Conventional packaging techniques such as that depicted in FIG. 1 tend to perform relatively poorly in terms of device on-resistance as well as thermal resistance. For example, the wire bonds add relatively large resistance to the otherwise low on-state resistance of the high current MOSFET. Also, placement of the wires on the terminals of the device is constrained by wire length, bond size relative to the bond pad area, and vertical clearance inside the molded body, among other factors. Even the relatively thick top metalization at each terminal adds resistance and is compounded by wire interconnect placement limitations. Further, die attach solder 112 adds to the thermal resistance of the device increasing the amount of heat that is generated internally when large current flow through the drain terminal. Another drawback of this type of package relates to the cost-prohibitive and difficult aspects of reworking such a packaged semiconductor device due, in part, to the encapsulated nature of the packaging. Other drawbacks include non-optimized and relatively think package profiles due to loop heights of wires used with conventional wire-bonding technology.
 An improved semiconductor packaging technique allows the semiconductor die to protrude from the semiconductor package. The package is configured such that the backside of the die directly contacts a heat sink residing on a PCB. For this type of package, the die is typically singulated and prepared by grinding, lapping, sawing and other mechanical operations. Mechanical operations used to perform die preparation and processing can introduce “micro-cracks” into the die, especially at the die edge. This type of defect can reduce the strength, or “fracture toughness,” of the die by as much as 70% if the die is made of, for example, silicon. The edge thus becomes a weakened zone adversely affecting the reliability of the die. In addition, the die edge with such defects may provide a path for moisture penetration between the die and the molding compound of the body. This subjects the device to corrosion and other environmental factors that further decrease the reliability of the device. Also, the metal-semiconductor contact providing the drain contact is close to the soldering surface of the package. The disadvantage of the contact being close to the soldering surface is that delamination of the metal from the silicon is more likely during the soldering process when flux and molten solder can come in contact with the edge of the metal-silicon contact or interface.
 There is a need for improved packaging techniques that minimize electrical as well as thermal resistance for semiconductor devices, such as power MOSFETs, while improving reliability and manufacturability.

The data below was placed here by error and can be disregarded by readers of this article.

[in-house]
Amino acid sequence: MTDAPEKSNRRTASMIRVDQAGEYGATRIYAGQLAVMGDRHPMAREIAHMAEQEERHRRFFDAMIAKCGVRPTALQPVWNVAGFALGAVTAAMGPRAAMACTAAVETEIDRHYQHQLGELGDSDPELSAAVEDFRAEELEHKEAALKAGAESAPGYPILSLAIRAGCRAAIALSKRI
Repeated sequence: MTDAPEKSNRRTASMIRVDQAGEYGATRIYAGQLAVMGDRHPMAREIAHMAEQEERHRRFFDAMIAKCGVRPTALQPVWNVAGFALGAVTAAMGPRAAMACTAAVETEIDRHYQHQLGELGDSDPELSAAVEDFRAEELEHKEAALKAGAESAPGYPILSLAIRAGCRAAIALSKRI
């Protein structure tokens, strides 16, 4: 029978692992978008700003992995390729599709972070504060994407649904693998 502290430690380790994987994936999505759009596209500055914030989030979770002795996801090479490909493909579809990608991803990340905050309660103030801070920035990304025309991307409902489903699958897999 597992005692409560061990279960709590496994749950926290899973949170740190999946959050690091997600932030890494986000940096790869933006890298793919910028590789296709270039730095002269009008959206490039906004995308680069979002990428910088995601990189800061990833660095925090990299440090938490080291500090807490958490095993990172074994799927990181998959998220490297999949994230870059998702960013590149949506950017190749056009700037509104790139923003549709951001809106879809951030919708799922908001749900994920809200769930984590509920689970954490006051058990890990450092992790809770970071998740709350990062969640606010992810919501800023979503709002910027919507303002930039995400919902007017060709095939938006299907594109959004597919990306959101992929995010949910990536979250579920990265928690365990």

The present invention provides a semiconductor device and method of manufacturing the device which includes a shaped die. The device includes a lead frame that attaches to the first side of the die and makes electrical contacts to one or more terminals on the first side of the die. In one embodiment, the die includes one or more shaped edges along the side opposite to the first side. Also included is a body or housing that substantially envelopes the lead frame and the die. the die is positioned with respect to the body so that the die backside is exposed through a defined window disposed on one surface of the body.
 The packaging technique according to the present invention does not require any wire bonding because the drain directly contacts a heat sink through an exposed window of the package. This also reduces RDSON in case of a power MOSFET device. The resulting connections are more reliable compared to those produced by conventional wire bonding process. The package according to the present invention is thinner than conventional packages. Furthermore, because the drain pad is exposed through the body, the device has improved heat dissipation. Also, the shaping of the edge of the die according to the present invention provides a more reliable package in adverse environments.
 The nature and advantages of the packaging technique of the present invention will be better understood with reference to the following detailed description and the accompanying drawings.
 The present application derives priority from provisionally filed patent application No. 60/309,635, filed Aug. 1, 2000.